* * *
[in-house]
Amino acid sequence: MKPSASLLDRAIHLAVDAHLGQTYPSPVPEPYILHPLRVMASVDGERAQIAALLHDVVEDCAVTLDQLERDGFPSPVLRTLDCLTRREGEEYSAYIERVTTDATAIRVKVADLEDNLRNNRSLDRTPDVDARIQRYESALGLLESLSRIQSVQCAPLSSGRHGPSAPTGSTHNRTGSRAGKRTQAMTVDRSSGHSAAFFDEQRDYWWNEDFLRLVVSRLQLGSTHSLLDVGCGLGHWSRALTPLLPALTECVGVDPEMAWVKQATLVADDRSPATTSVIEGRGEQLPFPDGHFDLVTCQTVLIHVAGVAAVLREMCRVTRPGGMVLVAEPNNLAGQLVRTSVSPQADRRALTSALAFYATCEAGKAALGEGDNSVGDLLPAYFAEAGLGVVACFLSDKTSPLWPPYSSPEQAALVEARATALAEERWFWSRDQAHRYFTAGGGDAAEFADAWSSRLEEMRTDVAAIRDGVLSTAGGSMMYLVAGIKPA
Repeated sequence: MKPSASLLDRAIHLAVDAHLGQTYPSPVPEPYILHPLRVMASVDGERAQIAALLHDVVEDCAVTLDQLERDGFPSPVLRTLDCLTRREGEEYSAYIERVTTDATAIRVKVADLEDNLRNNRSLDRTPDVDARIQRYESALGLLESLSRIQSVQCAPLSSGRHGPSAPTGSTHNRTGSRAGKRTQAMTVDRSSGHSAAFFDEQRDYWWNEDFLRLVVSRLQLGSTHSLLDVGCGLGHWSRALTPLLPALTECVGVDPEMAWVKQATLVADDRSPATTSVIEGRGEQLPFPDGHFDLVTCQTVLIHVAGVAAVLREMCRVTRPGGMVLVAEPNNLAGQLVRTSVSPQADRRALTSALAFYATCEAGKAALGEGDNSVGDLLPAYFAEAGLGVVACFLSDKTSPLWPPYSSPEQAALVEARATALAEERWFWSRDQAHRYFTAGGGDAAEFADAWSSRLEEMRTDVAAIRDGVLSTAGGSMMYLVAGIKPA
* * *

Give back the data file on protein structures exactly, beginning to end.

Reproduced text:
[in-house]
Amino acid sequence: MKPSASLLDRAIHLAVDAHLGQTYPSPVPEPYILHPLRVMASVDGERAQIAALLHDVVEDCAVTLDQLERDGFPSPVLRTLDCLTRREGEEYSAYIERVTTDATAIRVKVADLEDNLRNNRSLDRTPDVDARIQRYESALGLLESLSRIQSVQCAPLSSGRHGPSAPTGSTHNRTGSRAGKRTQAMTVDRSSGHSAAFFDEQRDYWWNEDFLRLVVSRLQLGSTHSLLDVGCGLGHWSRALTPLLPALTECVGVDPEMAWVKQATLVADDRSPATTSVIEGRGEQLPFPDGHFDLVTCQTVLIHVAGVAAVLREMCRVTRPGGMVLVAEPNNLAGQLVRTSVSPQADRRALTSALAFYATCEAGKAALGEGDNSVGDLLPAYFAEAGLGVVACFLSDKTSPLWPPYSSPEQAALVEARATALAEERWFWSRDQAHRYFTAGGGDAAEFADAWSSRLEEMRTDVAAIRDGVLSTAGGSMMYLVAGIKPA
Repeated sequence: MKPSASLLDRAIHLAVDAHLGQTYPSPVPEPYILHPLRVMASVDGERAQIAALLHDVVEDCAVTLDQLERDGFPSPVLRTLDCLTRREGEEYSAYIERVTTDATAIRVKVADLEDNLRNNRSLDRTPDVDARIQRYESALGLLESLSRIQSVQCAPLSSGRHGPSAPTGSTHNRTGSRAGKRTQAMTVDRSSGHSAAFFDEQRDYWWNEDFLRLVVSRLQLGSTHSLLDVGCGLGHWSRALTPLLPALTECVGVDPEMAWVKQATLVADDRSPATTSVIEGRGEQLPFPDGHFDLVTCQTVLIHVAGVAAVLREMCRVTRPGGMVLVAEPNNLAGQLVRTSVSPQADRRALTSALAFYATCEAGKAALGEGDNSVGDLLPAYFAEAGLGVVACFLSDKTSPLWPPYSSPEQAALVEARATALAEERWFWSRDQAHRYFTAGGGDAAEFADAWSSRLEEMRTDVAAIRDGVLSTAGGSMMYLVAGIKPA